Generate Monthly Income by Selling Puts – Cash Cow or The Fastest Way to Go Broke? [Updated for 2021]
So my friend, you’re interested in trying to figure out how to generate monthly income by selling puts are you?
Well, you’ve come to the right place then as I’ll give you the facts you need to know before you get started so you can make the most informed decision possible.
First of all, if you’re interested in selling put options for income (whether that’s on a weekly or monthly basis) you’ll have to have a solid understanding of what the basics of trading options are.
If you aren’t 100% up to speed on this, I recommend picking up a copy of “How to Make Big Money Fast Trading Options” first, as it will give you a solid foundational understanding of what’s involved, as well as making clear and defining different options trading terms.
Or if you’re wanting a really quick and basic refresher you can see the article I’ve written, “How to read options chains”.
Just to be clear on this, if you’re looking to generate monthly income by selling put options, this typically anything to do with day trading options.
If you’re selling put options to make a living, you’ll be using a swing trading style as it’s more of a passive income generation strategy as opposed to the much more “hands on” day trading approach.
So, if you’re still with me and aren’t looking to day trade options, let’s keep going.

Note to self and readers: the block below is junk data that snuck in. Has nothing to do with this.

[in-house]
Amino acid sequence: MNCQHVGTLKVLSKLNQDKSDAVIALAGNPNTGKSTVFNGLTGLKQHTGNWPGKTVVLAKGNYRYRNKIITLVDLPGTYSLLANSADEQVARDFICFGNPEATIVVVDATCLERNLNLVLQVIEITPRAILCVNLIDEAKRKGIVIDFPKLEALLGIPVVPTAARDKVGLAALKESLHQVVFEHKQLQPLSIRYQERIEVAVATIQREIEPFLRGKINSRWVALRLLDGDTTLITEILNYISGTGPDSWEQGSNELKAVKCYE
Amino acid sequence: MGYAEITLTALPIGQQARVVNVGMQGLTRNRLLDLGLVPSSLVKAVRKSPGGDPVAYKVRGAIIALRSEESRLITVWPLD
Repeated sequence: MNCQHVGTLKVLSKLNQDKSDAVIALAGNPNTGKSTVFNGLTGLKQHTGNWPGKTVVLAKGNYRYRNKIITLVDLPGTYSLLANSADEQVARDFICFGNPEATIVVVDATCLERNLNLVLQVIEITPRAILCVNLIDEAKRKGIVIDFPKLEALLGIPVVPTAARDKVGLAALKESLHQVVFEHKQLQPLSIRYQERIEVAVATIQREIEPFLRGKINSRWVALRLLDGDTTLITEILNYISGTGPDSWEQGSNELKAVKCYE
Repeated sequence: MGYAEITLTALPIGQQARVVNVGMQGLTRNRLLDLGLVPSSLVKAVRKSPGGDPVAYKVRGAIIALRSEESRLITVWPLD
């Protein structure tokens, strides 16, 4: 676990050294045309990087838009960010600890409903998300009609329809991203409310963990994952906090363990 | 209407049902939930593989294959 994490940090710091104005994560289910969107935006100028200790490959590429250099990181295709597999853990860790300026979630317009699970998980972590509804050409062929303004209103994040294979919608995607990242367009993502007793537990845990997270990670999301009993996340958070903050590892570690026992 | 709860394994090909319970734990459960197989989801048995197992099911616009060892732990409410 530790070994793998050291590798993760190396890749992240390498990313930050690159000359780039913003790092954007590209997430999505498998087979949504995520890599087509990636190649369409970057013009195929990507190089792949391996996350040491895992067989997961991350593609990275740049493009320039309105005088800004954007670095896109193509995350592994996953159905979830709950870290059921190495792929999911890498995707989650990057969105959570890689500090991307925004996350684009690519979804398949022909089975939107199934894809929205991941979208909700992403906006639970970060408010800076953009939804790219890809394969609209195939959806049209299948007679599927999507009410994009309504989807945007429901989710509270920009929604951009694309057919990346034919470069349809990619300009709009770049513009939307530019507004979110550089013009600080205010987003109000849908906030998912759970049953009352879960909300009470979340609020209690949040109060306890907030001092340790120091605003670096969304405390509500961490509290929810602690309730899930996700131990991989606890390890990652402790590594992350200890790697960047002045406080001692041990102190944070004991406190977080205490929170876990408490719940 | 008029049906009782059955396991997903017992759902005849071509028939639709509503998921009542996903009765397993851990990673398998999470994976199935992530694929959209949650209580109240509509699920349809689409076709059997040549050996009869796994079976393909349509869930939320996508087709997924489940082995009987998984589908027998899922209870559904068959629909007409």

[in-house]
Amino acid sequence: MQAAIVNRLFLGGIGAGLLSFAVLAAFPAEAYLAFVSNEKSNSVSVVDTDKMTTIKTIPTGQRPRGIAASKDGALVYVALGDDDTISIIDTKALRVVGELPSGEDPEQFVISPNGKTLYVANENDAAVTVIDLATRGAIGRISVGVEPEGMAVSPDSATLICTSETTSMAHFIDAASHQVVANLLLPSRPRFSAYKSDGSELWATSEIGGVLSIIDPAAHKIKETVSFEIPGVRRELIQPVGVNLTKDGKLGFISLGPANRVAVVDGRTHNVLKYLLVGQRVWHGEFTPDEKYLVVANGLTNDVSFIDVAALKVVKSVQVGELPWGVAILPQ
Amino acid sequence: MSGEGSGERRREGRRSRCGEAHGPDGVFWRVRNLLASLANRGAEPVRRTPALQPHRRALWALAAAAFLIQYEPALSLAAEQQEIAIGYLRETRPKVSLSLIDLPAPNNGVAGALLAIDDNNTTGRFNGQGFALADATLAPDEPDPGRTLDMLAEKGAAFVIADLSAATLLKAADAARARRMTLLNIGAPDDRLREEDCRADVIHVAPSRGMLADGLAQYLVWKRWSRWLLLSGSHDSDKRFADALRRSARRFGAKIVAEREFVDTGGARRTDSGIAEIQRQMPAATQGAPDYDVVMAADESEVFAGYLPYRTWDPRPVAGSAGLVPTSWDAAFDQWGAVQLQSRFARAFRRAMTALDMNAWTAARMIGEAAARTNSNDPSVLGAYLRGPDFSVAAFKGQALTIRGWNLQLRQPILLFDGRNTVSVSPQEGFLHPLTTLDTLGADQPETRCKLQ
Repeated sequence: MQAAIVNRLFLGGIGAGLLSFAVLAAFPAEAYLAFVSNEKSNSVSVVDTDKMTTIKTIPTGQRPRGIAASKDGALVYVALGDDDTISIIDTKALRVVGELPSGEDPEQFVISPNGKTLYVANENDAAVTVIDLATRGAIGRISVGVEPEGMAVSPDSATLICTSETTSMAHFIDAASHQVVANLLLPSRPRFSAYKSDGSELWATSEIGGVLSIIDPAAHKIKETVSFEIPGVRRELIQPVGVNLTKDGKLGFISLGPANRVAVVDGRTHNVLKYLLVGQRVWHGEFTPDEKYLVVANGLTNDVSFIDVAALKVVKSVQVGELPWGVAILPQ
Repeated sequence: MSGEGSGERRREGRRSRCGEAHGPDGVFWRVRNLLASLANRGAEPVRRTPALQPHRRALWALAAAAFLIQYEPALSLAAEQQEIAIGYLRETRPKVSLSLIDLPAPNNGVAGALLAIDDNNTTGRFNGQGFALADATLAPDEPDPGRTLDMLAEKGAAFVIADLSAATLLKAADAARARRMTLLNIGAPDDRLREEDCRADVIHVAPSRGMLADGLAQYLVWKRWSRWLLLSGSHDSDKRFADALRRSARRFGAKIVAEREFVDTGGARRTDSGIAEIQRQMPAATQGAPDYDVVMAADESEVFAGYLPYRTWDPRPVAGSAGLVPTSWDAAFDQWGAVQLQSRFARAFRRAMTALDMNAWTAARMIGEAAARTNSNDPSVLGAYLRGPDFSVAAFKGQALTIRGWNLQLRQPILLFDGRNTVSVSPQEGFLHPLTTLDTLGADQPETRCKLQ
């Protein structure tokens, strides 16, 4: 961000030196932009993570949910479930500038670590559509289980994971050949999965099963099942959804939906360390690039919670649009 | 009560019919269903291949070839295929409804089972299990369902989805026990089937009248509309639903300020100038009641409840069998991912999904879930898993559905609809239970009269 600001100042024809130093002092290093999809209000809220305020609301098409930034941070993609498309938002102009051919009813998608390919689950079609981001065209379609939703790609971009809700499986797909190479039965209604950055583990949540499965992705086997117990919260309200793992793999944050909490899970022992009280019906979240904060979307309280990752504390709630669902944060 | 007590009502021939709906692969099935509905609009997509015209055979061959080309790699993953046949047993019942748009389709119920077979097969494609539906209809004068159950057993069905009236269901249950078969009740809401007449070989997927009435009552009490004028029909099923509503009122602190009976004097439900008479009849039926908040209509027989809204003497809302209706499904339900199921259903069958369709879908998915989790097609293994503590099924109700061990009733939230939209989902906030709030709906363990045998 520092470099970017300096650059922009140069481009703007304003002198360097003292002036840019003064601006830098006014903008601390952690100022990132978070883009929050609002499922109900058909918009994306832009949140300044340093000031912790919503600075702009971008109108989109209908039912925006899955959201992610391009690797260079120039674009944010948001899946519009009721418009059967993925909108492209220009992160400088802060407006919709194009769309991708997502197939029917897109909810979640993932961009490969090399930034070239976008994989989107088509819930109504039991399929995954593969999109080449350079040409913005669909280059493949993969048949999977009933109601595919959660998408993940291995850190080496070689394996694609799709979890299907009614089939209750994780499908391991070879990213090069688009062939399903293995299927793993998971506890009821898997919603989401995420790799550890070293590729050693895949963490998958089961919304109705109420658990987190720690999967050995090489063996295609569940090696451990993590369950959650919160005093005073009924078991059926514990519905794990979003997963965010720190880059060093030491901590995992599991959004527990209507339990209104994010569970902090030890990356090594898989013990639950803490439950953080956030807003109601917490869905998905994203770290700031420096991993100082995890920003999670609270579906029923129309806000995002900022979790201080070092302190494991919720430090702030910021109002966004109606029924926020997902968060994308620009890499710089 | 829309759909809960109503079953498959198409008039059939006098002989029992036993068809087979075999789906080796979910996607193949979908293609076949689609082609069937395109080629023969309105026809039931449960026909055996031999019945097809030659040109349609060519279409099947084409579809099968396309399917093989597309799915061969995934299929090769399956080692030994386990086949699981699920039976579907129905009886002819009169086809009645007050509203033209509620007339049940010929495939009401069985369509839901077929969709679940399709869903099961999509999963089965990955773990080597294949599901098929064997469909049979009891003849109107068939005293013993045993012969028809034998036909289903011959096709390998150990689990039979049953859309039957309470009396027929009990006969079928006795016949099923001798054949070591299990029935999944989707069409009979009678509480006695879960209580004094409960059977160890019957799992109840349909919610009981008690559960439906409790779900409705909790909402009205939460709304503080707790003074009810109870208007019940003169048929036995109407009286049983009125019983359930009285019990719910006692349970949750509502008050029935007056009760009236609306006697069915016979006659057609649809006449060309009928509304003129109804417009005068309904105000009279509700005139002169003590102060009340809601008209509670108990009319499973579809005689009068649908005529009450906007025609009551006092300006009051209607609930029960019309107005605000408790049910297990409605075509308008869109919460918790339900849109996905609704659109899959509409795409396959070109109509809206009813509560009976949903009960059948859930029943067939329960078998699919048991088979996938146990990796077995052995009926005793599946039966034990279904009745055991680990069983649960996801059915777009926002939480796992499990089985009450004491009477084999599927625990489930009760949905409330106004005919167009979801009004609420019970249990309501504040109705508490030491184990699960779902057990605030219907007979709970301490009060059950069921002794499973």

The Basics of How to Generate Monthly Income by Selling Puts
If you’ve been following along my blog for any length of time, you may have already read the post on “Selling Covered Calls for Monthly Income” and if you have (and understood it) then basically what we’re going to be doing in this article is investigating the other side of this trade by looking into selling put options.
First things first, though.
Before you can begin selling puts you will have to make sure you’ve deposited enough money in your brokerage account and have taken the steps necessary to get your account approved by your online broker to make sure you’re qualified and allowed to sell put options.
Brokers all have different minimum cash requirements in order to be able to sell put options. But most of them require you to have either all of the cash needed to settle the trade sitting in the account or a large portion of it.
This is just to ensure that if you sell your put options and the trade ends up in the money, you’ve got enough cash in your account to cover the trade.
Now, don’t skip over this step like so many people do.
If you want to sell puts, make sure you’ve got your account set up before. It can take a little while to get it set up. (Well, that and some brokers can require $25,000 or more in an account before they will let you sell puts. So you might have to do some fancy financial footwork to fund your account first.)
But once you’re set up, you’re ready to get going on this.
Step 1 – Choose a Number Stocks That You Actually LIKE
If you’re selling puts the worse case is the trade ends up in the money and you buy the stock. (And this can be a pretty hefty amount of cash to come up with. Remember, 1 put contract controls 100 shares of the stock. So if you have to buy 100 shares or more of stock it can add up quickly.)
And if you’re selling puts for monthly income, your goal is to collect the premium and not own the stock.